The Buffalo Sabres, sitting on the edge of the playoff bubble but still very much in the conversation, made a big move to upgrade their scoring with the acquisition of Brad Boyes from the St. Louis Blues in exchange for a second round draft pick. Boyes is a solid addition and at that price I think the Sabres win this deal hands-down.
I expect to see a lot of commentators referring to Boyes as a second-line player, but only because any player who doesn't consistently score at the point per game level seems to get that tag. Going by straight offense, Boyes is easily a top-line forward in the post-Lockout NHL.
Category Total Rank Among Active NHL Forwards
Goals 145 36th
Points 335 t-43rd
EV Goals 102 23rd
PP Goals 42 t-53rd
Goals Created 129 t-39th
Points/game 0.71 t-69th
GC/game 0.27 t-66th
To be sure, by the per-game numbers Boyes is a bottom-third top-liner, but he is a top-liner all the same going by offense. The first interesting thing about those offensive numbers is that Boyes is primarily a goal-scorer, which is something easy to miss by looking only at pointsbecause goals are rarer than assists at the NHL level, they are more valuable. The second interesting thing is where Boyes puts his points upalthough he scored 27 power play goals between 2007-09, he is primarily an even-strength scorer.
Season 5v5 PTS/60 5v4 PTS/60
2007-08 2.35 3.64
2008-09 1.77 4.81
2009-10 1.68 2.44
2010-11 2.22 2.74
Average 2.01 3.41
Averaging more than two points for every sixty minutes of even-strength ice time is an impressive feat, something only four forwards (Roy, Stafford, Pominville and Vanek) have managed for the Sabres this season. The power play number is less impressive; Boyes is an unspectacular performer on the man advantage, especially over the last two seasons.
While Boyes' offensive contribution is obvious, it is less obvious that he is a complete talent. St. Louis has been using him as a specialist to some degree, managing his opponents and where he starts on the ice. Only once in the last four seasons has Boyes started more in the defensive zone than in the offensive zone, despite playing for a St. Louis team that has often found itself starting in their own end more often than not. Over the last four seasons, Boyes has never been employed in a power vs. power role for the Blues.
Fortunately, for the Sabres, that is a relatively minor consideration. They are already a very strong even-strength team; Buffalo's 1.12 goals for/goals against ratio in those situations ties them for sixth in the league, just narrowly back of the Detroit Red Wings (1.13 GF/GA). They have also controlled the territorial game, as just three of their 13 most commonly used forwards have started more in the defensive zone than the offensive zone. For a team already this strong, Boyes is a sensible pickup: he can add some scoring punch and the Sabres can afford to place him in a role where he can enjoy success.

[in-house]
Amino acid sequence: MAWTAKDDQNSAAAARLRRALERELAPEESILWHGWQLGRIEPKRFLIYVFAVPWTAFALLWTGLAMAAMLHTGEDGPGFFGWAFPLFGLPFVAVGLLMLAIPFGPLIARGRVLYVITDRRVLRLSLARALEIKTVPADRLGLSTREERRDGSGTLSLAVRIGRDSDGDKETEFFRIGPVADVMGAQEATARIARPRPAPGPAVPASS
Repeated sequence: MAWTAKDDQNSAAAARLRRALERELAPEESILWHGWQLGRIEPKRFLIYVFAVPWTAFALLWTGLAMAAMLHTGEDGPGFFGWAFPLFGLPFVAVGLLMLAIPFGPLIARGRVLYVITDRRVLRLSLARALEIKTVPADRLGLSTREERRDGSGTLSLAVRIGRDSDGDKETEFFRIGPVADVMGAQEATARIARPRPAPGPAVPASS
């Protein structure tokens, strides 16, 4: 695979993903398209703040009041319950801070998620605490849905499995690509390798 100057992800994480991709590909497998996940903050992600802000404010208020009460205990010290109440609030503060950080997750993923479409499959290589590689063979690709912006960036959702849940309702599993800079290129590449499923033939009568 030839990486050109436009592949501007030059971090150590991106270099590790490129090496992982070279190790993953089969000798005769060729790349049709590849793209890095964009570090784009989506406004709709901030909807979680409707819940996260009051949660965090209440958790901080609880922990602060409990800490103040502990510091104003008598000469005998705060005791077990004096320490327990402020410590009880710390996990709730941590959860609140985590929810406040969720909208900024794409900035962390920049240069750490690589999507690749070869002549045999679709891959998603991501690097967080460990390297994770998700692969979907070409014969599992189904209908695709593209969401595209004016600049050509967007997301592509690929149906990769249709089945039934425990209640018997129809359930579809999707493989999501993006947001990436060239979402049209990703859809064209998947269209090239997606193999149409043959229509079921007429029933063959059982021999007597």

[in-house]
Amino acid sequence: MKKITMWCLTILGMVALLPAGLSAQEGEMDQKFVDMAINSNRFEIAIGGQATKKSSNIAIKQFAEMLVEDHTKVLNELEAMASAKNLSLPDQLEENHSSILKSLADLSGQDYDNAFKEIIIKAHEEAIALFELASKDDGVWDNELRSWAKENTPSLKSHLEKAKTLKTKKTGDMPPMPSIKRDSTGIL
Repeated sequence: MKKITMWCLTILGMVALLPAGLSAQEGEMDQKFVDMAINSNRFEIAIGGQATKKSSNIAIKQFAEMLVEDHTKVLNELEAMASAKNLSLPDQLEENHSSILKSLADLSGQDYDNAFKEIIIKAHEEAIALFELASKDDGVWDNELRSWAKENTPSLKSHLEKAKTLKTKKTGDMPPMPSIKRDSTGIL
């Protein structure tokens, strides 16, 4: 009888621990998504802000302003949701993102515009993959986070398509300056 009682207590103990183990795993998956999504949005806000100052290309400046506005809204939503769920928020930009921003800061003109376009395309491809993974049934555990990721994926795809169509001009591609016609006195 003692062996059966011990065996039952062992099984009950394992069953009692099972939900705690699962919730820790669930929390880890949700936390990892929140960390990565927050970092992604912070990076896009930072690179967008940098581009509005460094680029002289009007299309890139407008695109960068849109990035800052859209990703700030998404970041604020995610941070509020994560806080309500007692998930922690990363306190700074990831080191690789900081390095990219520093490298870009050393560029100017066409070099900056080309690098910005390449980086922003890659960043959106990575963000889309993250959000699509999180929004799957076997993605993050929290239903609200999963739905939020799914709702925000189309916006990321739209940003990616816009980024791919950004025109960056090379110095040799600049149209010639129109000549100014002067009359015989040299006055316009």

This is also a sensible deal from a cap perspective for the Sabres. Boyes is not a rental, but he has an affordable cap hit of $4.0 million for the rest of this season and next season. With Tim Connolly's $4.5 million deal ending this summer, the Sabres do have some wiggle room (although Drew Stafford will also need a new contract).
Additionally, if Boyes turns out to be the difference between a playoff spot and ninth in the East, it could make a very significant difference to the Sabres' bottom line. They would be guaranteed the revenue from two home playoff games, and some modest success would stretch that number to three or beyond.
Weighed against the benefit of an offensive player like Boyes is the cost of acquisition: in this case a second-round draft pick. The likelihood of a second round pick developing into a 100+ game NHL player is somewhere between one-in-three and one-in-four. If that player develops, the drafting team also has some advantages, as entry level players have a lower cap over their first contract, and waiver exemptions during their early years which provide the team with some flexibility. Even so, I do not think there is any kind of logical argument that kind of value is a fair return on a player of Boyes' caliber, particularly given that this is not a situation where Boyes was set to walk off into free agency leaving the Blues' holding an empty bag.
Darcy Regier and the Sabres deserve full credit for getting a useful and productive NHL player out of St. Louis for a minimal return. For the Blues, the combination of this trade and the Erik Johnson trade last week should be raising serious questions about what exactly is going on in the office of the general manager.
The reaction from fans in the two cities seems to reflect my analysis. There is optimism in Buffalo while the reaction from Blues' blog St. Louis Game Time was more muted:
The trade puts the Blues even closer to the CBA-mandated salary floor and likely signals an increase in ice time for a player like Philip McRae, who is supposed to be a scorer but has had a hard time cracking into the Blues' top lines since his latest recall from Peoria.
It will be interesting to see how this deal impacts the going rate for other forwards on deadline day.
Jonathan Willis is an author of Hockey Prospectus.
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